Any article that starts with the line “2010 is shaping up to be a busy year for mHealth” is obviously going to be a firm favorite with me, but I’m left somewhat disappointed by the way in which the VitalWave Consulting blog piece has reached this conclusion. Is it really all about “private-sector firms… …realizing the potential for profits in the delivery of mobile health services”?
Where’s the mention of how it’s improving healthcare outcomes, the patient experience or enhancing the value we’re getting for our limited healthcare resources?
Here’s a few examples that the article gives:
> The “West Wireless Health Institute and the Carlos Slim Foundation announced a new partnership aimed at advancing wireless health technologies in the U.S., Mexico and other Latin American countries”
> Gary and Mary West Foundation “pledged another $25 million to help accelerate the recruitment of new talent and the funding of research on wireless health solutions”
> “the organizers of this year’s mHealth Summit revealed that major health and telecom players such as Verizon Wireless, Pfizer and Microsoft Research would be participating in the event as sponsors”
> “Operators such as Vodafone have created business units specifically to realize new opportunities in mHealth”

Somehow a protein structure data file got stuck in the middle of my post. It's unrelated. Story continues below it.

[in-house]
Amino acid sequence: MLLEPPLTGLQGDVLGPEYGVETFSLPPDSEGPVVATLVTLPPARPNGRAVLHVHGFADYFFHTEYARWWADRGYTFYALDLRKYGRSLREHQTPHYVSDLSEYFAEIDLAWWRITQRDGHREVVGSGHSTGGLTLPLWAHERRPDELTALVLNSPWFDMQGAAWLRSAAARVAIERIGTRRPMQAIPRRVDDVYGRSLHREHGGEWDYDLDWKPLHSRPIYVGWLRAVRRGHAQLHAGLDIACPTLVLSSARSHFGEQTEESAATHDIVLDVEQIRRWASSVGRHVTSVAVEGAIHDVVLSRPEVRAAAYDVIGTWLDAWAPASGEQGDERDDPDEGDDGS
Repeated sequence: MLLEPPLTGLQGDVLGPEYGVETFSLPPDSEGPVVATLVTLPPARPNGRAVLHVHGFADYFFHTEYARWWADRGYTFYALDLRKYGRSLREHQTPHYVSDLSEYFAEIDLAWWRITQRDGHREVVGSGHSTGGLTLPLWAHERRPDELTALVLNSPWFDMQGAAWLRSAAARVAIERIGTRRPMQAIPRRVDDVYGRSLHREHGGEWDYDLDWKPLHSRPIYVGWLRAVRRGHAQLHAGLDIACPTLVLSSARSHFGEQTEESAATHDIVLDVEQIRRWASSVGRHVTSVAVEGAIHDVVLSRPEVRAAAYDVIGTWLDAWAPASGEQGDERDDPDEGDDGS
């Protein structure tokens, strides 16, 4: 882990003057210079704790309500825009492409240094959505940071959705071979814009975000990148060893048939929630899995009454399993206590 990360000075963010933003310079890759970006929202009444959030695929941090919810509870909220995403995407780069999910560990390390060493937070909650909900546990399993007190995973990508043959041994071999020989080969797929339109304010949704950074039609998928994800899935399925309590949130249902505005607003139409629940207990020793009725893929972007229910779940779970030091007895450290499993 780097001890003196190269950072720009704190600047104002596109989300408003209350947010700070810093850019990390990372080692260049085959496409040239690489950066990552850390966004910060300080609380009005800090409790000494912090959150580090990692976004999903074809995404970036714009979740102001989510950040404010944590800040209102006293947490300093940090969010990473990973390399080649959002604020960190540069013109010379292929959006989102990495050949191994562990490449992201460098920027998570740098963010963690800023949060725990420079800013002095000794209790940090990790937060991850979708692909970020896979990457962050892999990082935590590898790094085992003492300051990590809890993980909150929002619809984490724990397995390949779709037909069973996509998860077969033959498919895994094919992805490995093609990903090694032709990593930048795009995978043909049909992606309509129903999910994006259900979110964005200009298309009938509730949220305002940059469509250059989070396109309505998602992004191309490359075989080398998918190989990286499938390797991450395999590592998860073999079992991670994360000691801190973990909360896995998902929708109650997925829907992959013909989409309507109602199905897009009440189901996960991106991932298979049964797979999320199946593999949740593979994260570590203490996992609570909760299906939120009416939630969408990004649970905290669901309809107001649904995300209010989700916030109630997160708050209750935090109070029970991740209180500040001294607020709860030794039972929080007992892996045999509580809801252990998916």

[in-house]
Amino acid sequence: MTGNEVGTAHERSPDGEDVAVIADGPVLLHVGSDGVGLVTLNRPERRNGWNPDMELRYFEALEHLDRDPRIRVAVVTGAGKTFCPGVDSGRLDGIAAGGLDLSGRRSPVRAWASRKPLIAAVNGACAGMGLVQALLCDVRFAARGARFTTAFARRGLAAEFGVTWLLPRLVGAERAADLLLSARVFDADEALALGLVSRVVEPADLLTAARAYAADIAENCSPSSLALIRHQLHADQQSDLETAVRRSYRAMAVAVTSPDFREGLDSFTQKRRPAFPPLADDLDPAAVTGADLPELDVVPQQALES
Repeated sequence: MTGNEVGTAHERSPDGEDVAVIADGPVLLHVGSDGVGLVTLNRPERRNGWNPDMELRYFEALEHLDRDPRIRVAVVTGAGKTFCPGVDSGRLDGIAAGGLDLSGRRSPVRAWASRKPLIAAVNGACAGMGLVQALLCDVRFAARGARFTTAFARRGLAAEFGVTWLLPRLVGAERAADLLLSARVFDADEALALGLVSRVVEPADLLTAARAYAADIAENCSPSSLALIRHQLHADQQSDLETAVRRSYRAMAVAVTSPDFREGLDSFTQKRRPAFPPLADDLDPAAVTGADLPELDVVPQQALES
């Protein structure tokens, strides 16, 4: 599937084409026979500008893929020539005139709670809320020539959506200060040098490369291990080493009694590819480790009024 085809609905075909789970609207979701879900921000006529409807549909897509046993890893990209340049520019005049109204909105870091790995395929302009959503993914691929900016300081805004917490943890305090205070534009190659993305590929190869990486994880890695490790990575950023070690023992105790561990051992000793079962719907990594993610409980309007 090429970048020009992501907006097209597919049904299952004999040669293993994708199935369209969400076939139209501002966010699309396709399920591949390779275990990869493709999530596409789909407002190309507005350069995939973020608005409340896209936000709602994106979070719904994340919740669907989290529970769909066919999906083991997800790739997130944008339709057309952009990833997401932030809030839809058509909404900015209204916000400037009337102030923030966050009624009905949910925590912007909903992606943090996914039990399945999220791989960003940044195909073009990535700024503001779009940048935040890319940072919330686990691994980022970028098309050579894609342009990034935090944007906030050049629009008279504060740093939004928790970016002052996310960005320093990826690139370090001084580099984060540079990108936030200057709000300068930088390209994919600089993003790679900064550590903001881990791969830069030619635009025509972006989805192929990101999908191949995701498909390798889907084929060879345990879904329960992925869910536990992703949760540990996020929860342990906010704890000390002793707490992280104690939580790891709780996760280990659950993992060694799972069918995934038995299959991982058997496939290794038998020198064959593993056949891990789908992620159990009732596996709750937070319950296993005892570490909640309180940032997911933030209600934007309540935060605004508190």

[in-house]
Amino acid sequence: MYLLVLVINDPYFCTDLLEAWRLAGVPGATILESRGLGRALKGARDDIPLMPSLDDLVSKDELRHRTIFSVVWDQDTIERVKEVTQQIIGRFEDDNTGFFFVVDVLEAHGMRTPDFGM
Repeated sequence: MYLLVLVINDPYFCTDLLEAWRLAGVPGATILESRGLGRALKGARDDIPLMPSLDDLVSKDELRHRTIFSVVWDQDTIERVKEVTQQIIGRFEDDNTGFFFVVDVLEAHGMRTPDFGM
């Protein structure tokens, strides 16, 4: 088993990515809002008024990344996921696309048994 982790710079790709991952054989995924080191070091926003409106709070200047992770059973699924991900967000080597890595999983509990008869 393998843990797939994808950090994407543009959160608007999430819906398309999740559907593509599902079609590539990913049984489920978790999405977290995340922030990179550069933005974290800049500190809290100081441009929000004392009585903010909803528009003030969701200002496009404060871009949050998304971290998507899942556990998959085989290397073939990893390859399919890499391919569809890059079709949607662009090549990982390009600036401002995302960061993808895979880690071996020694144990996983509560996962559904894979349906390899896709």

> “Health-related firms are also stepping up their involvement in the space, as evidenced by McKesson’s recent hire of Vital Wave Consulting’s own Karen Coppock”
While I’d be glad to be proven wrong I think that instead of highlighting capital expenditure and investment in the mHealth sector organisations that are trying to promote mHealth in emerging markets (like VitalWave) would do better if they helped to highlight where services and technologies are enabling resources to be spared and enabling providers and patients to create better outcomes and experiences.
Instead of celebrating press releases we should be sharing the solutions that are working to extend the reach of todays healthcare system to serve unmet patient needs and providing care to those who find themselves on the wrong side of the digital divide.